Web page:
on this problem. That's why I started making a separate boot partition, so 
that I could solve all these various problems, learn a new operating system 
(as I had been using various 'buntus), and keep working, all while using a 
laptop and a couple flash drives. 

If anybody has anything to offer - for instance, how to make any computer boot 
from that flash drive? - I would be most grateful, as the experiment has been 
mostly successful otherwise. 

Bill


On Friday 16 March 2018 14:27:08 Dr. Nikolaus Klepp wrote:
> Am Freitag, 16. März 2018 schrieb William Morder:
> > > If your home folder lives on the same partition as /, then you'll have
> > > some work to do :-)
> >
> > Yeah ... I copied my home folder to another hard drive (a precaution for
> > whenever I am about to experiment, or do something stupid); so that it
> > would be possible to make my home folder something like sdb3, etc. ... if
> > that is what you mean.
>
> exactly. that's a good way not to loose your data :-)
>
> > Most of my important files are kept elsewhere, on other hard BIG drives;
> > the root partion and home folder are installed on a 100 GB hard drive.
> > And I only use the home folder for temporary files, which will eventually
> > get moved to one of those other places. Otherwise, the only real purpose
> > of my home folder is to keep all my settings intact.
> >
> > If I follow what you're saying, then I could partition that 100 GB hard
> > drive something like:
> > sda1 = /
> > sda2 = /boot
> > sda3 = swap
> >
> > But that seems like a waste of space, as even a generous root partition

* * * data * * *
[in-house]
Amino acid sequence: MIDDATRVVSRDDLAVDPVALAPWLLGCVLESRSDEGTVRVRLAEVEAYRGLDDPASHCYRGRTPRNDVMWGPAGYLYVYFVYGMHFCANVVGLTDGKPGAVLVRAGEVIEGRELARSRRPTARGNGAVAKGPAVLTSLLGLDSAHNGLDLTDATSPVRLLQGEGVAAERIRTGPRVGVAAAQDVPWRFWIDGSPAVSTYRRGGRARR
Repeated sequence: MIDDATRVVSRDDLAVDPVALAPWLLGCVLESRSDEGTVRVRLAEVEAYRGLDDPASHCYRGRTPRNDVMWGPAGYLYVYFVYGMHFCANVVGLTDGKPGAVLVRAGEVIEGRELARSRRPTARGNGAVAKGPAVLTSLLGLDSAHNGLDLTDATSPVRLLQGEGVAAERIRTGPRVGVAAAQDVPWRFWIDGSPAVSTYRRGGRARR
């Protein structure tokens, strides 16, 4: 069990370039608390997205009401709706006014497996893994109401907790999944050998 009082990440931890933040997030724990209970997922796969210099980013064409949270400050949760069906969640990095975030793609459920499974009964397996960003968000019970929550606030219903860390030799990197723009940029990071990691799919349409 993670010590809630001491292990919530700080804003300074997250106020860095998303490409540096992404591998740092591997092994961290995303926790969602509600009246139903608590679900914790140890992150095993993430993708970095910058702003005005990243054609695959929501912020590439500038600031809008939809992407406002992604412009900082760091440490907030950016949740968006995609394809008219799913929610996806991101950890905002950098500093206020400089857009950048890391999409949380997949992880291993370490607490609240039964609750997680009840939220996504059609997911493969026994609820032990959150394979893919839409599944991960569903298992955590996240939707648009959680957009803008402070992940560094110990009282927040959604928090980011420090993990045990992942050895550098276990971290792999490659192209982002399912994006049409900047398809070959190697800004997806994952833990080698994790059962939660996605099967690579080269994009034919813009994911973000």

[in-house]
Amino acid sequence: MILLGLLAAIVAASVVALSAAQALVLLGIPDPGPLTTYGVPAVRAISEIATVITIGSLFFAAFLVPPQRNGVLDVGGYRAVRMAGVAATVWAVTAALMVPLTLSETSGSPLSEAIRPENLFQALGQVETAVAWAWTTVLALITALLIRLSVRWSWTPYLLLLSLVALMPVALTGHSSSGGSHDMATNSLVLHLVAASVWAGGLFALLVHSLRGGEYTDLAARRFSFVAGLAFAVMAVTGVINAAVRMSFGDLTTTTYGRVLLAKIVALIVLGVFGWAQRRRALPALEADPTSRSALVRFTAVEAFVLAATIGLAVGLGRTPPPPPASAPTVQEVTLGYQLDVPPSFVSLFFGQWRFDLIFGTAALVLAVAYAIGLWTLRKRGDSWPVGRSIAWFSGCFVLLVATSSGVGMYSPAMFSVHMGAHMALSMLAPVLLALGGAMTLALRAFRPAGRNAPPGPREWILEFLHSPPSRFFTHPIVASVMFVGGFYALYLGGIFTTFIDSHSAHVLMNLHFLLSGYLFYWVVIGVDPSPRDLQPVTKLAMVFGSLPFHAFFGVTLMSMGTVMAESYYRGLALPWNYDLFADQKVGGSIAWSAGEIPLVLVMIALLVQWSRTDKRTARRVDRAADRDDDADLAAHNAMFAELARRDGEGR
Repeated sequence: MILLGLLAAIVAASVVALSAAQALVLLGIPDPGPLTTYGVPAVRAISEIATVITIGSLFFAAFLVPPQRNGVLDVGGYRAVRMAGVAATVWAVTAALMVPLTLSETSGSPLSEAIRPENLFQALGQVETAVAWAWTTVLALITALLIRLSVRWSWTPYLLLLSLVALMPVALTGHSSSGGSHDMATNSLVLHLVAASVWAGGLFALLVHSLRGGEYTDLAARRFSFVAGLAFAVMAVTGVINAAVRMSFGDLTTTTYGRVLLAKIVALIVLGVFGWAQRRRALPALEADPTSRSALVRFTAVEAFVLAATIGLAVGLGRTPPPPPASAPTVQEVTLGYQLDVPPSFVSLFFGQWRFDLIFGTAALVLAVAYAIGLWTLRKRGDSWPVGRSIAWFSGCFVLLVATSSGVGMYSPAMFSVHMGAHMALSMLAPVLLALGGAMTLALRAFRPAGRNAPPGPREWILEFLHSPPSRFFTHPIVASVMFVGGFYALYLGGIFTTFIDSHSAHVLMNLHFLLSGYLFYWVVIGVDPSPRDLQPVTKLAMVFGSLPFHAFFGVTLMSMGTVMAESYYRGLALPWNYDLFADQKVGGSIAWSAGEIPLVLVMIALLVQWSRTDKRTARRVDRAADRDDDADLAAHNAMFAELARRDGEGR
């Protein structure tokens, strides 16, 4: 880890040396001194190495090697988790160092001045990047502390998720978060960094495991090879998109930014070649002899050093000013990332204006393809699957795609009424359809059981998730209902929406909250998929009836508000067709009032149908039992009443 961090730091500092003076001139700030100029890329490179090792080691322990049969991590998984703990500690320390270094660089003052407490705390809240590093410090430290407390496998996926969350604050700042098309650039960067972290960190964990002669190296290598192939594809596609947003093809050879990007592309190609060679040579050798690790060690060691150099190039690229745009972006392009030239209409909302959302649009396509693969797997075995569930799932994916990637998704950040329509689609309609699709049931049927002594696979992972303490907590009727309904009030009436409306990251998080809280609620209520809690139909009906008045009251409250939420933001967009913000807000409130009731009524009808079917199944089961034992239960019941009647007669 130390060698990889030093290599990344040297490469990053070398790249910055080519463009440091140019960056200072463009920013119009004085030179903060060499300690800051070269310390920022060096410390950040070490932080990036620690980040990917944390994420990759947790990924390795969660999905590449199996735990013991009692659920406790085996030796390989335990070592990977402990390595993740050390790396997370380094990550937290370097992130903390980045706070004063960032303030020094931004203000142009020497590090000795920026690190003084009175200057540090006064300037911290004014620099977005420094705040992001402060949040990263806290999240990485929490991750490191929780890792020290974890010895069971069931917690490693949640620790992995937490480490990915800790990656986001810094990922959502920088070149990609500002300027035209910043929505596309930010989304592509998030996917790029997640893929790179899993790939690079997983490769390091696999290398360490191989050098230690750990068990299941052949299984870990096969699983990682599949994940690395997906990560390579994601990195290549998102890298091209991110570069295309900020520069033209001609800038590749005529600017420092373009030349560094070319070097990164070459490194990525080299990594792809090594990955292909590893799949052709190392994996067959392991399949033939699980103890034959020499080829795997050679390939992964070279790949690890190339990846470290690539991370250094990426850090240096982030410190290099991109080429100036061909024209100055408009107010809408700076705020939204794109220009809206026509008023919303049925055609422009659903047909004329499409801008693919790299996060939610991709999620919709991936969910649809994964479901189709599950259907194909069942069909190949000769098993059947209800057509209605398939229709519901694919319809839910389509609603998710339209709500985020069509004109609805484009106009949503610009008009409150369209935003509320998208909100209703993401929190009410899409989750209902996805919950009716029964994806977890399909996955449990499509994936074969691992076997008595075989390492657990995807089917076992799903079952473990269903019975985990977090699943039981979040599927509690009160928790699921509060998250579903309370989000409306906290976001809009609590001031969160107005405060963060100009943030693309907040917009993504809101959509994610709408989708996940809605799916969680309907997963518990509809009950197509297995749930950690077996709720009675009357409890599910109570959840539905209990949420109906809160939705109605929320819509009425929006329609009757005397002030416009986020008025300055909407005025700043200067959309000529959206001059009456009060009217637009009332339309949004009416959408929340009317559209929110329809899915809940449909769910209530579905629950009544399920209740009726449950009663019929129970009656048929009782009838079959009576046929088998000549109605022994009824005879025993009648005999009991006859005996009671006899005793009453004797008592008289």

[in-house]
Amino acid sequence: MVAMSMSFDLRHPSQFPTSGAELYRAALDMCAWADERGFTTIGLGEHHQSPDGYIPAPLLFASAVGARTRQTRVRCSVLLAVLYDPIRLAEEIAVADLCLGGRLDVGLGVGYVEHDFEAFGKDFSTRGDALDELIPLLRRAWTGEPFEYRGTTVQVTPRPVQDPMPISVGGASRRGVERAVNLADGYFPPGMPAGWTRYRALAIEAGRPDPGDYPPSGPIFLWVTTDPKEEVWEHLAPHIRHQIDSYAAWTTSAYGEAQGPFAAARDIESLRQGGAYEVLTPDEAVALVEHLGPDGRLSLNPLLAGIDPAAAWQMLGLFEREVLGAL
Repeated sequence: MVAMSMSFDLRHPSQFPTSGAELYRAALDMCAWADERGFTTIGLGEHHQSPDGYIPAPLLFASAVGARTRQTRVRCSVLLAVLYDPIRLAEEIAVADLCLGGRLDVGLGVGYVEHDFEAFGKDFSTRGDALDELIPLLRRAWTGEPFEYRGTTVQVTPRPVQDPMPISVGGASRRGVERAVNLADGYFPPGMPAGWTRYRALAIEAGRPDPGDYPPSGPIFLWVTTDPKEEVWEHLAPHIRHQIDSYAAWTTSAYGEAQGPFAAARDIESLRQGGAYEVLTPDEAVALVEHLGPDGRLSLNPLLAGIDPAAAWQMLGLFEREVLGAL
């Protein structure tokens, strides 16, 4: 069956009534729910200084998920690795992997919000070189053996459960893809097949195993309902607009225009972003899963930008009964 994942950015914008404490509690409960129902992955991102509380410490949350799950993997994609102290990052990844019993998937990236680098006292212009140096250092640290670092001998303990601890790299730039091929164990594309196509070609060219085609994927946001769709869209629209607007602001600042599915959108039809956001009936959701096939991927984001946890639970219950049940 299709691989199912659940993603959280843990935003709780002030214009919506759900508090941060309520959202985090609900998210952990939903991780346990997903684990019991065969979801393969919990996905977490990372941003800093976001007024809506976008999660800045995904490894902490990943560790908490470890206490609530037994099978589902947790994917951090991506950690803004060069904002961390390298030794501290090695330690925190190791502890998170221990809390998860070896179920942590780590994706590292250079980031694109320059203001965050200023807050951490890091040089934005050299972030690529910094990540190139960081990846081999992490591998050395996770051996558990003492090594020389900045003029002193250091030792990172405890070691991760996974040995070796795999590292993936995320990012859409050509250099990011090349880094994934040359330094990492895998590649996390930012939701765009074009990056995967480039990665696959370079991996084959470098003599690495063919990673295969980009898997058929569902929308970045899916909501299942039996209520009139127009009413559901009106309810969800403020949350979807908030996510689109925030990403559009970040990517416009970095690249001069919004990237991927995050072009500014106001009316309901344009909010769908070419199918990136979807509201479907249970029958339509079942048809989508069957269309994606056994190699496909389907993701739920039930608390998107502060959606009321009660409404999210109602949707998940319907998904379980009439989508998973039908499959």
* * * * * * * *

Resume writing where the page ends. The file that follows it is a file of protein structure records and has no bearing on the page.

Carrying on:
> > has never been bigger than about 30 GB, and a boot partition is maybe 2
> > or 3, and maybe 4-6 GB for swap -- which leaves at least 60 GB for what?
> >
> > Or maybe something else would be better? Then I could use a partition on
> > sdb as my home folder?
>
> Space is cheap. Anyhow, you most likely will never use swap. And /boot does
> not need to be on a seperate partition, just keep it on /. You can always
> resize/create/erase partitions with gparted (puppylinux comes in handy for
> this), so it essentilly does not matter with what size you start, you can
> always change that later. 20GB for / is OK, make the rest /home. But before
>  installing a new OS, please copy /home/your-user to
> /home/copy-of-your-user - and check twice that you use the right partition
> :-)
>
> > Thanks for your advice,
> >
> > Bill
> >
> > > > My current system is Debian Jessie, and runs pretty much like I want,
> > > > except for some minor bugs. My biggest complaint is systemd, and I
> > > > really want to go back to using sysvinit.
> > > >
> > > > Also: I wonder if it is possible to switch to Devuan without doing a
> > > > complete reinstallation? i.e., after changing over to sysvinit, can I
> > > > enable Devuan repositories (and disable Debian), then do something
> > > > like sudo apt-get dist-upgrade
> > > > or whatever?
> > > >
> > > > Bill
> > >
> > > You can move from debian jessie to devuan jessie without problems, just
> > > follow the guide
> > > https://devuan.org/os/debian-fork/stable-jessie-announce-052517 section
> > > "Upgrade". When you do the upgrade, please do it on a console, not on a
> > > X11 terminal.
> > >
> > > Nik
> >